Most of the time, high-level decision-makers require aggregated data. For example, to understand sales trends, business analysts need to aggregate individual sales transactions by month, quarter, or fiscal year. Data aggregation is a key skill that can drive value for many organizations.
Pokémon is a video game where creatures (known as Pokémon) of different types battle each other for glory. To commemorate the release of the newest Pokémon games for the Nintendo Switch (Let’s Go Pikachu and Let’s Go Eevee), we will aggregate and analyze Pokémon data in order to answer the following questions:
- How many Pokémon of each type are there?
- Which Pokémon type is the most powerful?
First, we will complete our analysis using spreadsheets because spreadsheets are the most widely used tool for data analysis. However, Python programming provides more flexible and more scalable analysis options than spreadsheets, so we will complete the analysis using Python and the Pandas library.
Starting with spreadsheets
We will use Google Sheets, a free spreadsheet application, for our analysis. Regardless of the specific spreadsheet tool you use, the underlying concepts will be the same. Below is a preview of the data.
Each Pokémon belongs to one or two types, and certain types are strong against other types. For example, Charizard is a flying, fire-breathing lizard, so it is both
fire types, and it is weak against
Pokémon that belong to two types occupy two rows in our spreadsheet. In addition, every Pokémon has multiple stats to determine how it performs in battle. A description of each stat can be found in the Pokémon Database. For example, Blastoise has a higher defense stat than Charizard, so it will better withstand physical attacks. For our analysis, we will look at the type with the highest number for each stat.
A pivot table is a tool designed specifically to aggregate data, and it will be the easiest way to aggregate Pokémon by type in our spreadsheet. To create a pivot table, select your data, and select the Pivot Table option. Since we are aggregating by Pokémon type, we will add “Type” to rows in the pivot table options.
Right now, our pivot table is blank, and we need to add values to it. Since we want to count the number of unique Pokémon in each type, we would add it to values in our pivot table options.
Since there is no type that is definitively the “strongest”, we will look at the strongest type for each stat. This would be useful for Pokémon players who are building balanced teams with both offensive;y- and defensively-inclined Pokémon. To see which type has the highest median values for each stat, we will add additional options to values in the pivot table options.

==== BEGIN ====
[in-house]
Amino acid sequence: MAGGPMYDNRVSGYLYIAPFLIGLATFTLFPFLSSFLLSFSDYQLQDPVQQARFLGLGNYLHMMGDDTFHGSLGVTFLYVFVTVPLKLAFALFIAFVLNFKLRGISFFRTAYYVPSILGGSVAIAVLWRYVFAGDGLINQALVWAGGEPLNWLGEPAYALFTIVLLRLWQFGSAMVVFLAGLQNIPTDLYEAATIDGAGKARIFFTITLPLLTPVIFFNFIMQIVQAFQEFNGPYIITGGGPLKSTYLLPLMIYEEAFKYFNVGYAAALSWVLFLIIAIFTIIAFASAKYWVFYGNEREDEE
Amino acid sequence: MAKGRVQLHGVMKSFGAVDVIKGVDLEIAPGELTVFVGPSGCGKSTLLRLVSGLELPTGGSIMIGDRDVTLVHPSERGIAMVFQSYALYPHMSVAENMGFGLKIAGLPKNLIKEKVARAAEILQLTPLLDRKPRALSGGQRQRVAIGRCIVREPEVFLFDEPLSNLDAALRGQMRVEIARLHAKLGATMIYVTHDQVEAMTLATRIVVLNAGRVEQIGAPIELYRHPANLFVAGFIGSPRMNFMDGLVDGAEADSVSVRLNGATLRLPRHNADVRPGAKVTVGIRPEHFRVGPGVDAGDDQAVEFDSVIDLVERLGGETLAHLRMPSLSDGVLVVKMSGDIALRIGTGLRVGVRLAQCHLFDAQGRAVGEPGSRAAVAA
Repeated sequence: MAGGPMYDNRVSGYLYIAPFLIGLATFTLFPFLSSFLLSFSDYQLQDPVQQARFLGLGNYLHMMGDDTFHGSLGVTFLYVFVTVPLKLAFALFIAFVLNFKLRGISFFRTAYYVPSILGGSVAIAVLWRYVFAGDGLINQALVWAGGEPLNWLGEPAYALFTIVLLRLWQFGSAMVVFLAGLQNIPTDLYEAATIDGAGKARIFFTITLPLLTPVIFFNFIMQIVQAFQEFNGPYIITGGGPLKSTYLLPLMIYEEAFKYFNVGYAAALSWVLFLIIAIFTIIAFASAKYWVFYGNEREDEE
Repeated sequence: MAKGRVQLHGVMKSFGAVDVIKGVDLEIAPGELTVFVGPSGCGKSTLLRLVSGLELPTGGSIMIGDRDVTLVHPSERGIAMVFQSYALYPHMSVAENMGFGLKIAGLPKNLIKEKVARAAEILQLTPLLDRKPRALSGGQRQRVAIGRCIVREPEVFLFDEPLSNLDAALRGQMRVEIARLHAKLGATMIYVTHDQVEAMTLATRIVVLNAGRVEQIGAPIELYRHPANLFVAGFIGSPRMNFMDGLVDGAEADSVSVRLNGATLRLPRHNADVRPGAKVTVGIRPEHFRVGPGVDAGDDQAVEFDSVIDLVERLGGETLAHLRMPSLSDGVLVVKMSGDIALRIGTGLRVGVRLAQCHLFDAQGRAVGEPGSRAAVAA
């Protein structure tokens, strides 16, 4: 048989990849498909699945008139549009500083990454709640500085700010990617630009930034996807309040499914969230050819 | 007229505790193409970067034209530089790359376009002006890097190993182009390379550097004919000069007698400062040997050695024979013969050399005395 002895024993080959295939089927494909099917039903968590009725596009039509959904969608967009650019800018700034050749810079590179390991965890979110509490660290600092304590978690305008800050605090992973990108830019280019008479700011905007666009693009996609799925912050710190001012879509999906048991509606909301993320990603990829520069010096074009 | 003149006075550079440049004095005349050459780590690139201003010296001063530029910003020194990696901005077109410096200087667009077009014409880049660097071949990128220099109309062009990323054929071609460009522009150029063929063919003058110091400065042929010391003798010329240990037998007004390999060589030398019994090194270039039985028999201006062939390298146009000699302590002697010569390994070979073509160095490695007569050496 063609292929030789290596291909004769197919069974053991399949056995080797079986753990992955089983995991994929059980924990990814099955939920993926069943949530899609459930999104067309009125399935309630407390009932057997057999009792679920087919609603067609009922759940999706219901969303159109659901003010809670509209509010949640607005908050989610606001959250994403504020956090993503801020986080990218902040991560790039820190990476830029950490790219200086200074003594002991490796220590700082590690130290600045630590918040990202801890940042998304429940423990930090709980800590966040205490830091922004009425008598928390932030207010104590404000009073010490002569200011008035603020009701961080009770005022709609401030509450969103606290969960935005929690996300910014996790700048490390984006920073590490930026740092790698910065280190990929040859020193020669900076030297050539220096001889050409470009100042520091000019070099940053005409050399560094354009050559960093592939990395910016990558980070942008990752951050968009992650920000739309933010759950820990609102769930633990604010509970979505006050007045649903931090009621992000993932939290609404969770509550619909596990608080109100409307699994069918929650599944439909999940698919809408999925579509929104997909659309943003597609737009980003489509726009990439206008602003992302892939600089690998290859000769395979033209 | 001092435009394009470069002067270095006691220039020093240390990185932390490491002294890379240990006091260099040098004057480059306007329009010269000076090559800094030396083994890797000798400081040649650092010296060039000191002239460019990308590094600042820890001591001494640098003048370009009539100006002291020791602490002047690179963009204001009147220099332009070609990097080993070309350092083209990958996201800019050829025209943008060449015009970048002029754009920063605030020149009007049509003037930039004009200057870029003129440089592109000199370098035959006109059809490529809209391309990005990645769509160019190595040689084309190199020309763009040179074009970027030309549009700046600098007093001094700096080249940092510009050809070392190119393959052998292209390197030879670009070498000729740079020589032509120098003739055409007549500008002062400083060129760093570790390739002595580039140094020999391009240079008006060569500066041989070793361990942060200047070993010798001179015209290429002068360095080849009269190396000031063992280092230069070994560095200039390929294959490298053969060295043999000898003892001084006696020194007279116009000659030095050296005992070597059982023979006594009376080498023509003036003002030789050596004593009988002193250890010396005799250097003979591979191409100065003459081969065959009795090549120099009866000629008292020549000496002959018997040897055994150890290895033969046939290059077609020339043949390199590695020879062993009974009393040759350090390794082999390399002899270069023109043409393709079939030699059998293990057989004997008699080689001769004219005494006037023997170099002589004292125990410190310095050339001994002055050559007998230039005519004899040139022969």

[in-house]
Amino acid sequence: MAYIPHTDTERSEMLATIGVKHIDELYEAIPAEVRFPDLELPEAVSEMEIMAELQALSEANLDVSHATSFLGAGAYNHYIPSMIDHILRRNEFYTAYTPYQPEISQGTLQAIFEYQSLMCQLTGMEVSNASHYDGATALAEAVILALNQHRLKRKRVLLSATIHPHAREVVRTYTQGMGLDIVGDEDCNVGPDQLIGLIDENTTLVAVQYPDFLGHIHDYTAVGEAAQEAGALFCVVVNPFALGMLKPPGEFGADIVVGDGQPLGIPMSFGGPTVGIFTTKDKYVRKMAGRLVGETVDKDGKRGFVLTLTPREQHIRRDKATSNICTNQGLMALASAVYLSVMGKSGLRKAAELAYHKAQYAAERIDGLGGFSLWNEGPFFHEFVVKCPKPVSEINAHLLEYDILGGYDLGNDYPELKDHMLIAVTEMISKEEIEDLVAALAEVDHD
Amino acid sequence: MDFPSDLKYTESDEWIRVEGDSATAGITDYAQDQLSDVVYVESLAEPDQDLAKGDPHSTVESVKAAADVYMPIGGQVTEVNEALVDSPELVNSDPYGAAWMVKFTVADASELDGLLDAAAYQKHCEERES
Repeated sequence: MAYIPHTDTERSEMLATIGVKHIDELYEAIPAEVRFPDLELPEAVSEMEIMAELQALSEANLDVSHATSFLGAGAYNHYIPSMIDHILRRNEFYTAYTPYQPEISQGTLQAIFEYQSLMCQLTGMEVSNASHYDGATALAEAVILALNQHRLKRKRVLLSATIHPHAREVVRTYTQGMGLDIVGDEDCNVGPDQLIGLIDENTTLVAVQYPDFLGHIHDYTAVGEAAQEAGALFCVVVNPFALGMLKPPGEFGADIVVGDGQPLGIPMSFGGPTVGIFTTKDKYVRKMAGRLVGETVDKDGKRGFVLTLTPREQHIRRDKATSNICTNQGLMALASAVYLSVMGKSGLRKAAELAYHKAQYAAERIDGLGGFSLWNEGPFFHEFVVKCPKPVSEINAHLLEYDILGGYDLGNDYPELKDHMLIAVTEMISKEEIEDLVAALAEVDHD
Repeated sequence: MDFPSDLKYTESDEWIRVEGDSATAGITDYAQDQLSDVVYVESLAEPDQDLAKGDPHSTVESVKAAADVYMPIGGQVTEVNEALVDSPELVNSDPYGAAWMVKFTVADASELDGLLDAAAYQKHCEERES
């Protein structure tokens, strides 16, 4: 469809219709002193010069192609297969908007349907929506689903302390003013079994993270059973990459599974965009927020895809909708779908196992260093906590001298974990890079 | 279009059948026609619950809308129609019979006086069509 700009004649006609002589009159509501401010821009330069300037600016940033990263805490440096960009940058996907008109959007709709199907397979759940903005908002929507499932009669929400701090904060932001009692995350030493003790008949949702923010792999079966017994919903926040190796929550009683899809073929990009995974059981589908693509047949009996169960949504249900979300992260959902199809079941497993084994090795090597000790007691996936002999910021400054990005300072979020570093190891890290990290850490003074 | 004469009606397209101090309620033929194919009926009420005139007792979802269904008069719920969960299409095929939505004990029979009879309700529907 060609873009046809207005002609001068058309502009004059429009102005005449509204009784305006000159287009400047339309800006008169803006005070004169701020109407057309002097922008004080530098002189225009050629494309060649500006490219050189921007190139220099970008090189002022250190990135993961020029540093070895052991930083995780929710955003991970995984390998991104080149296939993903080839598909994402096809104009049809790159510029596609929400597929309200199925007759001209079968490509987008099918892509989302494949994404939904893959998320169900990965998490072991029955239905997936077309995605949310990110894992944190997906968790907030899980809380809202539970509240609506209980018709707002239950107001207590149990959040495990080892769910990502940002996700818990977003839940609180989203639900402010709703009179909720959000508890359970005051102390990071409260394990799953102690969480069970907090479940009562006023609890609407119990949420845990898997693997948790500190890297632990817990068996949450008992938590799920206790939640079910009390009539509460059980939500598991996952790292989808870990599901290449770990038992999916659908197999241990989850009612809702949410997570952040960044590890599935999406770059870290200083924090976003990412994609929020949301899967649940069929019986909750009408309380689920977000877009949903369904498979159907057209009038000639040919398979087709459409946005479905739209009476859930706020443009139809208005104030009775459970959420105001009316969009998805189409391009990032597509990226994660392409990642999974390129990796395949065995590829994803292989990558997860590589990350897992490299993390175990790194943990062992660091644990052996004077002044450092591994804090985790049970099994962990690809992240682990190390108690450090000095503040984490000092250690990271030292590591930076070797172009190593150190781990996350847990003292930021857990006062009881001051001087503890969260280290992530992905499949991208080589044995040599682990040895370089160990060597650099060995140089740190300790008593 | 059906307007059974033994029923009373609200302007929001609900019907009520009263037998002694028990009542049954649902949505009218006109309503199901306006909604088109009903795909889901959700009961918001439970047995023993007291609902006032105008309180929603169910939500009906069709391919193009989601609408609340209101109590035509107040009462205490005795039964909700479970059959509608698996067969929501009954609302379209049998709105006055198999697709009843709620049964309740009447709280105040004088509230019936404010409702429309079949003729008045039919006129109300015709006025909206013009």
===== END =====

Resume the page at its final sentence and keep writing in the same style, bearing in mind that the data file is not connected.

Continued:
At this point, we can see our results in the pivot table:
Here are some interesting observations from this initial analysis:
- There are a lot of
water-type Pokémon and very few
ice-type Pokémon. Clearly, most Pokémon aren't living in winter conditions! 🌴
Dragon-type Pokémon seem to be the strongest while
bug-type Pokémon are the weakest. 🐉 > 🐞
Fairy-type Pokémon have low attack. Guess we don’t have to worry about being attacked by the tooth fairy. 🧚
Steel-type Pokémon have the strongest defense. Does the aluminum industry have something to say about that? 🤔
Rocksare slow. Even the
Now to Python
Spreadsheets are great, and we were able to glean some fun insights from our pivot table analysis. However, using Python with the Pandas library is far superior to spreadsheet analysis.
Writing code with Pandas is significantly quicker than interacting with a spreadsheet’s GUI interface (did you see all of those screenshots above?).
To aggregate data with Pandas, you will need to complete the following steps:
- Import the Pandas library
- Upload your data to a Pandas DataFrame
- Complete the aggregation
For our Pokémon analysis, our commented code and output are below:
Unlike the spreadsheet analysis, there are no intermediate steps when aggregating data with Python and Pandas.
Modifying our analysis
The dataset we used contained all Pokémon. However, only a subset of Pokémon are available in each "Let's Go" game. Download the data with only the subset here (right click and select "Save As...").
To aggregate this new data with spreadsheets, we would have to repeat all of the manual steps involved in making a pivot table. However, with Python, we only need to modify a single line of code:
When only Pokémon available in "Let’s Go Pikachu" and "Let’s Go Eevee" are included,
Dragon-type Pokémon still have the highest overall stats. However, they do not dominate as much as they did before in each of the stats, and overall, the stats are distributed more evenly across types.
High-level decision makers often require analysts to make minor adjustments to view data in a slightly different format. In these cases, Python will save significantly more time when compared to traditional spreadsheet analysis.
I’d encourage you to try analyzing the data yourself. Below are other modifications you can apply to our Pokémon analysis:
- Include only final evolved Pokémon
- Exclude legendary Pokémon that are ineligible for Pokémon competitions
To learn more about data wrangling with Python and Pandas, take a look at Codecademy’s Data Analysis with Pandas course.